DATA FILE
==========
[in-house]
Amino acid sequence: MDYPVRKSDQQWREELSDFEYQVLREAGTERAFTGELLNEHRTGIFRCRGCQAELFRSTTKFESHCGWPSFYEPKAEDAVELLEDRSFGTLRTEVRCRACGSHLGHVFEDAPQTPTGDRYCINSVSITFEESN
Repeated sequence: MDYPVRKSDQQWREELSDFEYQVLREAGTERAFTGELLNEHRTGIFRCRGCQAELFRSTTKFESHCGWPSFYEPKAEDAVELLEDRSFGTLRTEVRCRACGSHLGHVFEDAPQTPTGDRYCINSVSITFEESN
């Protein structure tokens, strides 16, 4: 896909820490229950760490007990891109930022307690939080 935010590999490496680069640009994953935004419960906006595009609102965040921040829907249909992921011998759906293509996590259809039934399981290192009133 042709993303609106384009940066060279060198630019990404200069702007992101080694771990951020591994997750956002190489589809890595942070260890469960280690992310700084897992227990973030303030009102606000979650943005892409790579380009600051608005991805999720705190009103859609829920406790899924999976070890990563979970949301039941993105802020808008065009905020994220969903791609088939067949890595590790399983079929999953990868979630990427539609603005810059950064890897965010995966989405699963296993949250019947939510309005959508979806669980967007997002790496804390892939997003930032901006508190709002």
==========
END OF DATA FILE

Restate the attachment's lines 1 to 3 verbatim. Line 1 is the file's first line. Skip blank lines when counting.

[in-house]
Amino acid sequence: MDYPVRKSDQQWREELSDFEYQVLREAGTERAFTGELLNEHRTGIFRCRGCQAELFRSTTKFESHCGWPSFYEPKAEDAVELLEDRSFGTLRTEVRCRACGSHLGHVFEDAPQTPTGDRYCINSVSITFEESN
Repeated sequence: MDYPVRKSDQQWREELSDFEYQVLREAGTERAFTGELLNEHRTGIFRCRGCQAELFRSTTKFESHCGWPSFYEPKAEDAVELLEDRSFGTLRTEVRCRACGSHLGHVFEDAPQTPTGDRYCINSVSITFEESN